Cruisers Forum
 


Join CruisersForum Today

Reply
 
Thread Tools Rate Thread Display Modes
Old 07-11-2011, 04:20   #61
Don't ask if you can't handle it
 
sailorboy1's Avatar

Cruisers Forum Supporter

Join Date: Jul 2007
Location: On the boat somewhere
Boat: Hunter 410
Posts: 12,312
Re: What Makes a Boat 'Bluewater' ?

A "blue water boat" is a boat that some people can own to allow them to be smug and condenscending towards others.
__________________

__________________
jobless, houseless, clueless, living on a boat and cruising around somewhere
sailorboy1 is offline   Reply With Quote
Old 07-11-2011, 04:54   #62
cruiser

Join Date: May 2007
Location: Brisbane AUS
Boat: Cowther 43 - Hunter 40.5
Posts: 1,006
Re: What Makes a Boat 'Bluewater' ?

Quote:
Originally Posted by Don Lucas View Post
A "blue water boat" is a boat that some people can own to allow them to be smug and condenscending towards others.
Being in a small cramped space with no ventilation or lighting while traveling at 4K will make some people bitter.
__________________

__________________
dennisail is offline   Reply With Quote
Old 07-11-2011, 05:31   #63
Freelance Delivery Skipper..
 
boatman61's Avatar

Community Sponsor
Cruisers Forum Supporter

Join Date: Jan 2010
Location: UK/Portugal
Posts: 20,210
Images: 2
Send a message via Skype™ to boatman61
pirate Re: What Makes a Boat 'Bluewater' ?

Quote:
Originally Posted by dennisail View Post
Being in a small cramped space with no ventilation or lighting while traveling at 4K will make some people bitter.
ROFL
__________________


Born To Be Wild
boatman61 is offline   Reply With Quote
Old 07-11-2011, 06:38   #64
Registered User

Join Date: Jul 2009
Posts: 774
Re: What Makes a Boat 'Bluewater' ?

The skipper.
__________________

Seahunter is offline   Reply With Quote
Old 07-11-2011, 07:04   #65
Registered User
 
Sand crab's Avatar

Join Date: Oct 2010
Location: Gig Harbor, WA
Boat: 34' Crowther tri sold 16' Kayak now
Posts: 3,157
Re: What Makes a Boat 'Bluewater' ?

A washer/dryer. I thought we all agreed on this earlier. BOB
__________________
Sand crab is offline   Reply With Quote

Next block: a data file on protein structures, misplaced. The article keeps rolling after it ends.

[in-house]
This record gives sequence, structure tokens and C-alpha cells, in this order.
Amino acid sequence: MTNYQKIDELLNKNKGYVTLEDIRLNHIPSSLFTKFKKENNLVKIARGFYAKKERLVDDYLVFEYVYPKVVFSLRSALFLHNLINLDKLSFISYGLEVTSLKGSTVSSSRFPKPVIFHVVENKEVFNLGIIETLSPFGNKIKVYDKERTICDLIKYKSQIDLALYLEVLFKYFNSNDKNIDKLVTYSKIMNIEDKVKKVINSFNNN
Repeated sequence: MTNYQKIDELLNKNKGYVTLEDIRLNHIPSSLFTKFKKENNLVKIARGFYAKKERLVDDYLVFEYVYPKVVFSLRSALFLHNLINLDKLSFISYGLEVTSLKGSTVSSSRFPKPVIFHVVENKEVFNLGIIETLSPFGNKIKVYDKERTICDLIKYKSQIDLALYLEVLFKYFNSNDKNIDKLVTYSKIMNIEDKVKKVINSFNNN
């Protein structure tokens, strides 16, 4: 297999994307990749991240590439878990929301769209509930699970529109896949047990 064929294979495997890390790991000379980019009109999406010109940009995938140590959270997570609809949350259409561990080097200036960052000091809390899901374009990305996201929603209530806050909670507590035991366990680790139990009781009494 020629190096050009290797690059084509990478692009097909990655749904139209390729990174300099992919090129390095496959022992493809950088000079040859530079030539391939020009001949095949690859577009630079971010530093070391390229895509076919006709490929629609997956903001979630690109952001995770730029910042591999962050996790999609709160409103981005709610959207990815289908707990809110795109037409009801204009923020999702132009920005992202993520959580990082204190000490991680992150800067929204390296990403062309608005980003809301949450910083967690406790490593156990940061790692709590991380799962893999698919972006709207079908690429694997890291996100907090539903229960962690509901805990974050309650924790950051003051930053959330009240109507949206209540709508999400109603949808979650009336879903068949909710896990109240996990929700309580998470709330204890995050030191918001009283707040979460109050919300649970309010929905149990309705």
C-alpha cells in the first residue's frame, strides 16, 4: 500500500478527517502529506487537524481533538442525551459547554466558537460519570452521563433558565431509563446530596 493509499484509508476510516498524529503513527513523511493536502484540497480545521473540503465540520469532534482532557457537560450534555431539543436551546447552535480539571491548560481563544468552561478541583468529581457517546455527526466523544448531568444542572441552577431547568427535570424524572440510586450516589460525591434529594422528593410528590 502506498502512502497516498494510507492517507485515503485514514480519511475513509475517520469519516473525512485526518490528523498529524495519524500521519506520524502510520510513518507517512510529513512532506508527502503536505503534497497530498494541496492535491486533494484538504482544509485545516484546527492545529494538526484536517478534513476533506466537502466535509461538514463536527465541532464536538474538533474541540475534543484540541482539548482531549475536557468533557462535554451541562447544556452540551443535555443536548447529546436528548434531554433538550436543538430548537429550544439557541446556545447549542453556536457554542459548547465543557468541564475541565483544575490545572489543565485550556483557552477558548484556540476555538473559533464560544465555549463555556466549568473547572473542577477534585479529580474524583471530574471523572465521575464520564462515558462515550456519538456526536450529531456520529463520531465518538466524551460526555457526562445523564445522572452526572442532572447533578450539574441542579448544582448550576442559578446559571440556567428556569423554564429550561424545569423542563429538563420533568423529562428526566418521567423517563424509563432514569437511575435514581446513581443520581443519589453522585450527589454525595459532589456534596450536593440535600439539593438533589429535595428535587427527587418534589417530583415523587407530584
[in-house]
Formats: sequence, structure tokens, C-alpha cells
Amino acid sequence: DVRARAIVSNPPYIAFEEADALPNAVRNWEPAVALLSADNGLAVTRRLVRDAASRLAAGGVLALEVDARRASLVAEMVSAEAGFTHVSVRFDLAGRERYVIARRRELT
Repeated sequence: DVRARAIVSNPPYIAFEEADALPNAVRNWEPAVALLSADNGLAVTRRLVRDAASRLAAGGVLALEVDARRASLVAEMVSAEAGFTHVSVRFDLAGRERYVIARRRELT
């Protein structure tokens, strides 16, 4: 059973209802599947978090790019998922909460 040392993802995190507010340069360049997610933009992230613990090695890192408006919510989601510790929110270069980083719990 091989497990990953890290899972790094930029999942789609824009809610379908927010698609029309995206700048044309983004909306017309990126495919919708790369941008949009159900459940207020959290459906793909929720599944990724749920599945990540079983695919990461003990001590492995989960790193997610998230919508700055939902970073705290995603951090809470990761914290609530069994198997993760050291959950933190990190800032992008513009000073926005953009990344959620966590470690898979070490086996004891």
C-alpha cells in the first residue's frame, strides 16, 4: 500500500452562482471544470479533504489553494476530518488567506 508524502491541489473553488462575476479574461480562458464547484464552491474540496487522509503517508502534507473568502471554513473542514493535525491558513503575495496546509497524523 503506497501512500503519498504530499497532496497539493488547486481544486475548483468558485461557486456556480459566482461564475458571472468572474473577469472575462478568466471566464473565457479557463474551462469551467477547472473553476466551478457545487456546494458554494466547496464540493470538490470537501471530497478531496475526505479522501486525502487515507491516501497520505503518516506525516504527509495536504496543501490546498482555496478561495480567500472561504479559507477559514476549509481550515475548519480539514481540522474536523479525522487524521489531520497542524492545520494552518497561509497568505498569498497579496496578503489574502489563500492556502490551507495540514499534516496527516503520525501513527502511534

Old 07-11-2011, 07:12   #66
Registered User

Join Date: Jul 2009
Posts: 774
Re: What Makes a Boat 'Bluewater' ?

LOL, yes but if the skipper doesn't know how to load the machine you just have to stay tied up in the marina.
__________________

Seahunter is offline   Reply With Quote
Old 07-11-2011, 07:28   #67
cruiser

Join Date: Aug 2011
Location: Tampa Bay area
Boat: Hunter 31'
Posts: 5,731
Re: What makes a boat blue water?

Quote:
Originally Posted by LakeSuperior View Post
It seems like if you have to ask the general bluewater boat question then you aren't ready for bluewater sailing...Kind of a Catch-22.

There's only about 1000 dimensions to the answer.

He didn't say that his dream was to sail around the world IMMEDIATELY. It sounded to me as if he wants to buy the right boat so he can do that some day. Surely he will learn how to sail first.
__________________
Rakuflames is offline   Reply With Quote
Old 07-11-2011, 07:34   #68
cruiser

Join Date: Aug 2011
Location: Tampa Bay area
Boat: Hunter 31'
Posts: 5,731
Re: What makes a boat blue water?

Quote:
Originally Posted by psneeld View Post
After 23 years in the USCG I was amazed at how many boaters needed rescuing because they took the advice "that you really don't need much experience"...

But then again... you know how many "experienced" boaters get saved every year????

So in one aspect you are correct...THINKING you are experienced isn't really a good answer either...

I totally agree that anyone asking the basics of whether a boat is capable isn't CLOSE to being ready. THOSE of us in the know understand that almost ANY boat can be made ready or ...but you have to start with a skipper that knows that.

The thing is, no matter how experienced you are, you're only experienced at what you're experienced in. You get caught by an experience you have no prior ... well ... experience for, and you're going to have to rely on your wits, your common sense, and what you've heard and read.